The thing with the helicopter flight in the living room has also gathered dust. Tradition alone is no longer enough in Monaco. The race usually resembles a procession, overtaking is almost impossible. What to do? The future of the Formula 1 classic is at stake.

The Automobile Club of Monaco has already announced the “most beautiful week of the year”. Sinfully expensive yachts crowd the harbour, teams set up their accommodation for the Formula One classic in the smallest of spaces within sight of the legendary Rascasse. For the 68th time, Formula 1 races through the small principality. The premier class was already on the Côte d’Azur in the first year of the World Championship. But the question is: for how much longer? “It would be a shame to lose something that has been part of the sport for so many years,” says Mick Schumacher.

Horner: “A Formula 1 without Monaco is unimaginable”.

The 23-year-old son of record world champion Michael Schumacher – also a five-time Monaco winner – is not alone in this opinion. Monaco is Formula 1. That has been an unwritten law for decades, ever since the first races were held in its narrow streets in 1950. “A Formula 1 without Monaco is unimaginable,” says Christian Horner, whose Red Bull team has once again set up its motorhome with rooftop pool on a giant pontoon.

“If the World Championship had to be reduced to one race, it would have to be Monte Carlo”.

Monaco and Formula 1 – what a tempting combination for the rich and beautiful. The fact that the Cannes Film Festival is taking place at the same time could add to the celebrity density in the already tight grid. “If the World Championship had to be reduced to one race, it would have to be Monte Carlo,” the now 82-year-old three-time world champion Jackie Stewart once said. “Driving Formula 1 in Monaco is like flying a helicopter in your living room,” Nelson Piquet, 69 years old and also a three-time champion, once said. Around 1000 times around the bend, around 4000 gear changes. And all that centimetres past the crash barriers.

“Doing a race where you can’t overtake is nonsense”.

Sounds spectacular. It was. It still is. But the myth is in danger of yellowing. Monaco is the battle of the driver against the track. And then against the opponents. Monaco means: it’s practically impossible to get past. “It’s nonsense to do a race where you can’t overtake,” says former driver Marc Surer in a talk on the portal “”. His verdict: the track is no longer up to date. And he is not alone in his opinion either.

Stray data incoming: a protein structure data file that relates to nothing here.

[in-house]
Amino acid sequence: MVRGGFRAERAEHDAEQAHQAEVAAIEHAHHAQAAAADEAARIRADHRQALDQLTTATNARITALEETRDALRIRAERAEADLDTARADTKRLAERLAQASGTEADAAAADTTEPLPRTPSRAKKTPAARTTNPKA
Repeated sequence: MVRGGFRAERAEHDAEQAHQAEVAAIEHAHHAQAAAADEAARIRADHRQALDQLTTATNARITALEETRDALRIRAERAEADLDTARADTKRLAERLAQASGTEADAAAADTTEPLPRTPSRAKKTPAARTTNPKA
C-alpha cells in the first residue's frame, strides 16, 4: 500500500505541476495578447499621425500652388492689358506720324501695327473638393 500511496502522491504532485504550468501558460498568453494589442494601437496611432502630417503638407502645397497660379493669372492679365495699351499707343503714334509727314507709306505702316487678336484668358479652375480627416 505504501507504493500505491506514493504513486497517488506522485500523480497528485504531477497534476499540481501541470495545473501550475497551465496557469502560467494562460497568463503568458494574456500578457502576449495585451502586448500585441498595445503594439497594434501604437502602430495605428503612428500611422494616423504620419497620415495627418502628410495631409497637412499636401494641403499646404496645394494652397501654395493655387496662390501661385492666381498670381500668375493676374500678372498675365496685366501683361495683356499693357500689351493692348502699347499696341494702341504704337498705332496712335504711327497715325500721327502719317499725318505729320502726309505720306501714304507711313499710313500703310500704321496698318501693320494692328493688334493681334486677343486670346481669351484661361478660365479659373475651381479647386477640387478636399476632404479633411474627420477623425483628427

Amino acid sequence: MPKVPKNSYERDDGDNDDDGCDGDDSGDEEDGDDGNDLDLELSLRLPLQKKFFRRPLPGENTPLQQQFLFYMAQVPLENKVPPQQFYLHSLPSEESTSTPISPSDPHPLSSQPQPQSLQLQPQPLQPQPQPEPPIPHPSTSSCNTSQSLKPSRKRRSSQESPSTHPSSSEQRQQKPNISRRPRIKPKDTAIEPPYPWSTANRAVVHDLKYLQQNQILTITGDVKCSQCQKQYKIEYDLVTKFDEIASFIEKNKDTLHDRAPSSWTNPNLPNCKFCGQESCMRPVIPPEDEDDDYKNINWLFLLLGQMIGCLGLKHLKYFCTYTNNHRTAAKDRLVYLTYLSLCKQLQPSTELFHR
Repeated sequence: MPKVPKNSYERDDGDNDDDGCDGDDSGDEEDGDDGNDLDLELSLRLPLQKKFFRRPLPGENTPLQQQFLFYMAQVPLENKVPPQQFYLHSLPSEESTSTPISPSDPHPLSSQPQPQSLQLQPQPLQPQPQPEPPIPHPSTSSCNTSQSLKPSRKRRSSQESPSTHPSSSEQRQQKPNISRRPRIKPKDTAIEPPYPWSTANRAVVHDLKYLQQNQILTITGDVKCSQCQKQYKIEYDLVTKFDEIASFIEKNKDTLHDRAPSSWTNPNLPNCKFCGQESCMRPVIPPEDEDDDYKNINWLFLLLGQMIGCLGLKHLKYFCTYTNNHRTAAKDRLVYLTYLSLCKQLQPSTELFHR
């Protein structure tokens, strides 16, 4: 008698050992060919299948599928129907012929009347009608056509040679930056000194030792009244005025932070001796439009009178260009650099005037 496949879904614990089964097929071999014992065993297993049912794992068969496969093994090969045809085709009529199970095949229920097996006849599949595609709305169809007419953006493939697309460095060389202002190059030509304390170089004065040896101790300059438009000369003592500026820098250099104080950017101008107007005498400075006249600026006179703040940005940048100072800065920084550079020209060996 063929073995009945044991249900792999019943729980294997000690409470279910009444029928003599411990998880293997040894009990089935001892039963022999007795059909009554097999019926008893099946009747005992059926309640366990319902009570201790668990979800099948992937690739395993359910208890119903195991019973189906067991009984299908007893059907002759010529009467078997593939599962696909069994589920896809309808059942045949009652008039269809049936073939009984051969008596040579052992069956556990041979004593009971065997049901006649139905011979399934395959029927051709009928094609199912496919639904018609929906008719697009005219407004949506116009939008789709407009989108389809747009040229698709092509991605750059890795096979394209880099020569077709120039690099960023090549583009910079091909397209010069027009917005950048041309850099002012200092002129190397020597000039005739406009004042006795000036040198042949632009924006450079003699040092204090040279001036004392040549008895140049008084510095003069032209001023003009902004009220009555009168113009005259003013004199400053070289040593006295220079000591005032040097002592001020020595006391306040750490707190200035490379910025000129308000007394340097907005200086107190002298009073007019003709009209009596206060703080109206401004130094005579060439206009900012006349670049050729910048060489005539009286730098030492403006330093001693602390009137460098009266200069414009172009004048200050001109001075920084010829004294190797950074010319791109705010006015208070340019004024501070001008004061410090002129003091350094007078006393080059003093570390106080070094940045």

“We can’t live in the past,” says Mick Schumacher’s Haas team boss Günther Steiner. “If Monaco wanted to be included as a new track and they said: well, we have the lowest entry fee of all the tracks and you go where you can’t overtake – never would Monaco come into the racing calendar,” Horner stressed, in keeping with the motto: “standing still is going backwards.” But Formula 1 has long since shifted up a gear under the leadership of the American media group Liberty Media.

Monaco’s contract ends after this race

The new street circuit in Saudi Arabia offered pure spectacle despite all the human rights and political discussions about the venue. Miami celebrated the premiere this year, Las Vegas will join it next year. Now Monaco has to shift into the next gear. The contract ends after this race.

Friday practice this year

This weekend shows that Formula 1 is also breaking with tradition there. For decades, the drivers in the Principality always practised on Thursday. The reason: the practice day often fell on Ascension Day, but Friday was always (noise)free. This year, training will take place on Friday. Item.

Nevertheless, quite a few drivers, such as world championship leader Max Verstappen from Red Bull, his Ferrari rival Charles Leclerc – a true Monegasque – or even record champion Lewis Hamilton in the resurgent Mercedes can stroll from their flats to the paddock, relaxed and on foot. Sleep in their own beds and rest before Sunday’s race, which may already be decided after Saturday’s qualifying.

Surer suggests an additional loop

One lap is only 3.337 kilometres long. None on the racing calendar is shorter. So why not extend it? Surer suggests an additional loop. “As long as we go past the casino and along the harbour, Monaco is Monaco,” he says.

The head of the Monegasque Automobile Club recently expressed confidence that Formula 1 will continue to make stops in Monaco beyond this season. They are in talks, Michel Boeri was quoted as saying by the “Gazette de Monaco”. It is possible that this weekend will offer the opportunity to start a new Formula 1 future with the race from the past.